A local cat shelter official called for more clarity in how the city handles animal control following an incident involving a sick stray cat.
The City of Galt contracts with Sacramento County for animal control services and, in exchange for a 50% discounted rate, the Galt Police Department acts as the first point of contact for Galt residents. The agency has kennels at its headquarters where animals are kept until a daily pickup by the county, and it can also call animal control to pick up certain animals from the field.
Gayleen Gomez, vice president of Purrfectly Pawsible, told the Herald that the department implemented the contract inconsistently and placed an unreasonable burden on Galt residents to deal with stray animals. The department says it has the resources to carry out its duties, but the incident in question presented a difficult situation.
In an interview, Gomez said he received a call on July 13 from a Galt resident who found an apparently sick cat wandering around the neighborhood. Gomez told the resident to call 311 and have animal control dispatched. According to Gomez, the resident was told that only Galt police could send animal control into town and advised to take the cat to the police department.
When the resident arrived at the department, the police refused to take the cat. Gomez said it was because the cat was sick, rather than “injured,” citing a provision in the city’s contract with the county. Gomez said department staff said to take the cat to a veterinarian. Eventually, Gomez took the cat to the Sacramento Bradshaw County Animal Shelter, where it was euthanized due to poor health.
Gomez said the experience is an example of inconsistent animal control policies in the city and an “expectation for Galt residents to fund and care for these stray, sick animals.”
As a result, the same day the cat was found, Gomez sent an email detailing the issue to members of the Galt City Council, City Manager, County Supervisor Don Nottoli and County Animal Control Director. . She also spoke during public comments at the July 19 city council meeting.
Additionally, Gomez said “more than one dog has escaped from the holding area there at Galt PD.” She said the waiting area should be double door.
Speaking to the Herald, Galt Police Captain Richard Small commented on the July 13 incident with the stray cat.
“From what I understood, the problem was that someone wanted to bring in a sick animal. Now it’s a little bit different from injured,” Small said. He said the department can handle slightly injured animals but prefers not to house sick animals in its kennels due to the risk they could infect other animals held by the agency. As a result, Small said, ward staff referred the resident to Bradshaw.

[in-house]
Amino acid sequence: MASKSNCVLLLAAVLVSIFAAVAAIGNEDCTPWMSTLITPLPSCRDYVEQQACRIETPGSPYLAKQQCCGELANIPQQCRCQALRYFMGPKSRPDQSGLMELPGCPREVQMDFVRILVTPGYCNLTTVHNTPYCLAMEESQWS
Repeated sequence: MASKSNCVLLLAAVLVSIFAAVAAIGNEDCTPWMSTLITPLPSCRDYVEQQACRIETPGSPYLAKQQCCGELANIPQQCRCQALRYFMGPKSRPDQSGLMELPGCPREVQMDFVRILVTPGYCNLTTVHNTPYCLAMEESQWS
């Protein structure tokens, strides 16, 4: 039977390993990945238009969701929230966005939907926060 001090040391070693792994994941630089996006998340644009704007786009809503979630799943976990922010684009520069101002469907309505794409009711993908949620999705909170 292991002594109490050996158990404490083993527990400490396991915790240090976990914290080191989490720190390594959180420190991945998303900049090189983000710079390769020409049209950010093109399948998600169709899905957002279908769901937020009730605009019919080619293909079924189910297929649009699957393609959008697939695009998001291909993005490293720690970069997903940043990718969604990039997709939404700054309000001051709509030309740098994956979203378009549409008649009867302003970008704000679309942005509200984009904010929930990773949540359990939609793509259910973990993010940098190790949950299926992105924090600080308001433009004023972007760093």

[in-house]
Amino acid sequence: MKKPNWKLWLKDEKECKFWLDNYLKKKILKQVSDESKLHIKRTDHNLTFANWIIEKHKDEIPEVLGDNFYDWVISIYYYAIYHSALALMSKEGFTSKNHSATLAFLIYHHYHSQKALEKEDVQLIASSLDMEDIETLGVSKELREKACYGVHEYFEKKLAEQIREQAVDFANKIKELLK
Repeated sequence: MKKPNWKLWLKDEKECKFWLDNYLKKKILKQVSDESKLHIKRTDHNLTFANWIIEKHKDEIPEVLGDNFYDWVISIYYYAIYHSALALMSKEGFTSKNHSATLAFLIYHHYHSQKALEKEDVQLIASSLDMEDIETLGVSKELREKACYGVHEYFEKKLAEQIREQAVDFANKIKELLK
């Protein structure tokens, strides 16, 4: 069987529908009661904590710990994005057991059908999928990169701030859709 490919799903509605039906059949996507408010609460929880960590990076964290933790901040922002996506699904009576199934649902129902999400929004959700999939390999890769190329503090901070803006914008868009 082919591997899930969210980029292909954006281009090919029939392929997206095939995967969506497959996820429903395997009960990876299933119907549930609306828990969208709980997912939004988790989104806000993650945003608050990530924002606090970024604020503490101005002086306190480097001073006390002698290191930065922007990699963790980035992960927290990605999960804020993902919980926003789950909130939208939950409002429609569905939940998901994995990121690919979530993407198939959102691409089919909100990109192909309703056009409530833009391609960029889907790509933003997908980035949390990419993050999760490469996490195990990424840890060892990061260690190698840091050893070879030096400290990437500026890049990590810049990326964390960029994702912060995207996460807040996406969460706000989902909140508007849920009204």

Small said the department prefers people not to move sick or injured animals and instead call the non-emergency number, 209-366-7000, for help. An officer may come out to confirm the situation, then call animal control.
Small said he was not aware of any dogs escaping from department property, noting that the department does not track such incidents. Although he acknowledged that a dog would occasionally come out of its crate and run around the department’s gated parking lot, he said staff were able to subdue the dog.
“I don’t know of any specific incident where a dog was brought here and walked out of our facility,” Small said.
Small noted that it’s unusual for a police department to handle non-aggressive animals. In an email, Annette Bedsworth, director of animal care and regulation for the county, said she was “unaware” of what other cities in Sacramento County are doing for animal control. animals.
“We provide services for unincorporated parts of Sacramento County and the City of Galt,” Bedsworth said.
Small said the police had the resources to carry out their contract duties, but added that the deal didn’t provide “the full service you’d get from a more expensive contract with the county.”
“We have a department full of dog and cat owners…so no one here, believe me, is trying to abuse or ignore the needs of the animals in our community. Quite the contrary,” Small said. “We try to do our best to ensure that all animals we come into contact with receive the treatment they need.”
Gomez clarified in an email that she is not “anti-Galt PD.”
“I oppose an agreement to provide services to residents of Galt where the terms of this agreement are not met,” Gomez wrote.
In the interview, Gomez talked about the kind of animal control she hopes to see.
“I can assure you that the residents of Galt care about animals. They also want sick animals not to be released into their community. It’s not public safety. So hopefully in the future we will develop some sort of progressive animal service where we have better delivery of these services to our citizens.